BP’s recent decision to pull out of a plan to drill for oil in the Great Australian Bight has been dubbed “strategic” by the company’s exploration managing director, Claire Fitzpatrick.
Claims that the company withdrew to focus on short-term opportunities have been challenged by environmentalist groups, local councils and South Australian tourism operators. They claim the unpopularity of the plan and its rejection on environmental grounds by the National Offshore Petroleum Safety and Environment Management Authority (NOPSEMA) multiple times, were the real reasons behind the sudden withdrawal.
This major win for the pristine marine environment off the South Australian coast has angered individuals with economic interests tied to the BP project. South Australian treasurer Tom Koutsantonis indicated that the company had let the South Australian community down, as it had already made financial commitments to companies and workers in the region. Opposition leader Steven Marshall commented on the desperate need for such projects to go ahead in a state lagging in economic growth.
Despite these complaints, many groups have branded the decision a “win for the community” as well as the environment. South Australian Greens Senator Sarah Hanson Young and the Wilderness Society national director Lyndon Schneiders both emphasised the deep unpopularity of BP and its proposed project, and the strength of the dissenting voices in the South Australian community.
Passionate protests were held in Victor Harbor last year, calling for greater protection of the unique environments that make up the Great Australian Bight. The mayor of Kangaroo Island said the tourist industry was far more valuable to the state than oil and gas ventures with potentially hazardous implications for the area.
Unfortunately, despite BP’s withdrawal from the Bight, petroleum company Chevron, the world's fourth-largest publicly traded oil company, still has plans to drill during 2017–2018. This is despite the immense ecological risks and the diminishing role of fossil fuels in a world that increasingly favours renewable energy.
Chevron has been granted exploration permits EPP44 and EPP45 to drill an area of the Great Australian Bight that is surrounded by the Marine Mammal Protection Zone that shields the fundamental habitats of many species, including calving waters that are the most important environment in the world for southern right whales, which use the area as a nursery.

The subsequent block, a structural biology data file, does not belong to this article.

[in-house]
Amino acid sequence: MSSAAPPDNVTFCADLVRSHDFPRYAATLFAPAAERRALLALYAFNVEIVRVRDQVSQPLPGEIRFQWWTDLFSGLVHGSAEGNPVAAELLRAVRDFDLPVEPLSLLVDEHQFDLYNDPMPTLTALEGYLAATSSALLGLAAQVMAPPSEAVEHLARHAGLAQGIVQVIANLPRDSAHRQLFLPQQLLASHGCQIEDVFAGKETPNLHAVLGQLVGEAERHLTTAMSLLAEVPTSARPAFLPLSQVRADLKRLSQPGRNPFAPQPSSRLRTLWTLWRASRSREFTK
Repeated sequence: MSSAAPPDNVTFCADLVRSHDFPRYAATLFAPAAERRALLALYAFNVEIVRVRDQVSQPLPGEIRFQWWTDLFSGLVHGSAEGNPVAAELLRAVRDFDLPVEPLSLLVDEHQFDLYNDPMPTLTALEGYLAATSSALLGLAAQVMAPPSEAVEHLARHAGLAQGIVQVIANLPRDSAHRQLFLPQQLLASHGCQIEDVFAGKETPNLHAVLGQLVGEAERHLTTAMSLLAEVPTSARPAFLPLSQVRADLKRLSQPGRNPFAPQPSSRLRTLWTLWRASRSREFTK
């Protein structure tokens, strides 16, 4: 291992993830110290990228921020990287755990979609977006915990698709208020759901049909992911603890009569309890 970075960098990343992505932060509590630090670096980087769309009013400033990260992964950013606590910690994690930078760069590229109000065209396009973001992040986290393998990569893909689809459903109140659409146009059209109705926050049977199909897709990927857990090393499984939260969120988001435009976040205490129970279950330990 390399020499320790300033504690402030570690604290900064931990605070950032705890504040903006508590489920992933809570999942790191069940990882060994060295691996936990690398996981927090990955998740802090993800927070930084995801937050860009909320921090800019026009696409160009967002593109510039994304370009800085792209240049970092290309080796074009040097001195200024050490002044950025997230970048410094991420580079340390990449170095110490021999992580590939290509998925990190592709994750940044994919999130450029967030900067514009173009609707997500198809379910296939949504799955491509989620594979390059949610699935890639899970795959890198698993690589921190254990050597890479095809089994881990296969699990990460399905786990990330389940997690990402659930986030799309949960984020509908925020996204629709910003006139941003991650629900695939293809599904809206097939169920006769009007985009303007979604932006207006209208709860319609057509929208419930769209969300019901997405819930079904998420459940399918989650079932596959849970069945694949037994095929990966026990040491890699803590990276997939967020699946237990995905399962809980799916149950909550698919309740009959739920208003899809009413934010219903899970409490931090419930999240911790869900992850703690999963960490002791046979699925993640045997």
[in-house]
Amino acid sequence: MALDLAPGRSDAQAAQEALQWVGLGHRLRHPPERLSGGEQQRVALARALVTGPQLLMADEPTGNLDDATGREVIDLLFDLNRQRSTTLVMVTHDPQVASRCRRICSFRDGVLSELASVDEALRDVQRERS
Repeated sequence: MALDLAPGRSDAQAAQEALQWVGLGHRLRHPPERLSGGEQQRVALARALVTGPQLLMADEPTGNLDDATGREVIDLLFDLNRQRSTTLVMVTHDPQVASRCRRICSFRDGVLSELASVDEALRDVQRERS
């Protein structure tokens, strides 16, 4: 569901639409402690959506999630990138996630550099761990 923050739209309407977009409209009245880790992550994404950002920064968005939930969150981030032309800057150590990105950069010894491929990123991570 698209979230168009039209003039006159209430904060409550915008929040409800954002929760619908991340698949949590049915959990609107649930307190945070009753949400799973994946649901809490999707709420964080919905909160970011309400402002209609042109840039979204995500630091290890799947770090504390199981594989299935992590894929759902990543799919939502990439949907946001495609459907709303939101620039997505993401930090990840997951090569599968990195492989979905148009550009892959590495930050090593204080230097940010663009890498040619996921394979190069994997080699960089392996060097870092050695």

The Benthic Protection Zone within the Great Australian Bight Marine Park is of great ecological value, with an abundance of marine plant and animal life including endangered species such as great white sharks, southern bluefin tuna and humpback whales. More than 85% of the species found in the shallows of the Bight do not exist anywhere else in the world.
The Bight extends from Cape Pasley in Western Australia to Cape Catastrophe on the Eyre Peninsula in South Australia. It sports the longest southern-facing coastline in the world. Even a minor accident from drilling in the area surrounding the marine protection zones has the potential to devastate the ecology due to extreme conditions and strong currents in the region.
The potential for a drilling catastrophe is not remote; oil spills happen with frightening regularity, with BP being responsible for the worst oil spill in US history, the Deepwater Horizon event. The official government estimate of the spill was 4.9 million barrels. Extreme damage was done to marine creatures, marine environments, wetlands and estuaries in the Gulf of Mexico.
If such an event were to occur in the Great Australian Bight, the area would become heavily polluted and migration routes and habitats for vulnerable species would be severely compromised. The Wilderness Society predicts, using independent modelling projections, that an incident with as little as 10% of the flow of the Deepwater Horizon accident, during winter, would result in oil reaching Kangaroo Island in four months, and could reach as far as Tasmania.
The federal government is setting a precedent for supporting environmentally degrading fossil fuel projects with their decision to fund the Adani mega coalmine in central Queensland. That project will devastate the Great Barrier Reef, an ecosystem on its knees due to global warming, for which fossil fuels are largely responsible.
The past two cycles of extreme ocean warming in the northern and central reef zones has resulted in bleaching of more than 80% of coral, which has died in large sections. This has devastated marine biologists in the area, who are powerless to halt the death of one of the world’s most awe-inspiring ecosystems.
A major step towards protecting another critical marine environment was taken last year, in a landmark agreement between 24 countries and the European Union. For the first time, an international agreement was reached to label a 1.1 million square kilometre area of the Ross Sea around Antarctica as a Marine Reserve. This protection was agreed to on the basis of the ecological significance and importance of the Ross Sea.
The Great Australian Bight deserves similar status and protection. Jeff Henson, of Sea Shepherd, believes it should be World Heritage listed “for its whale calving places, its seal colonies, its island banks linked with thousands of pelicans, other sea birds, its great white sharks, dolphins and healthy food chain, undersea canyons, cliffs, beaches and Aboriginal heritage”.
The future of our oceans and our world depends on more international protection of our marine environments; a shift away from fossil fuels and potentially devastating and destructive practices like deep sea drilling, and towards clean energy solutions.
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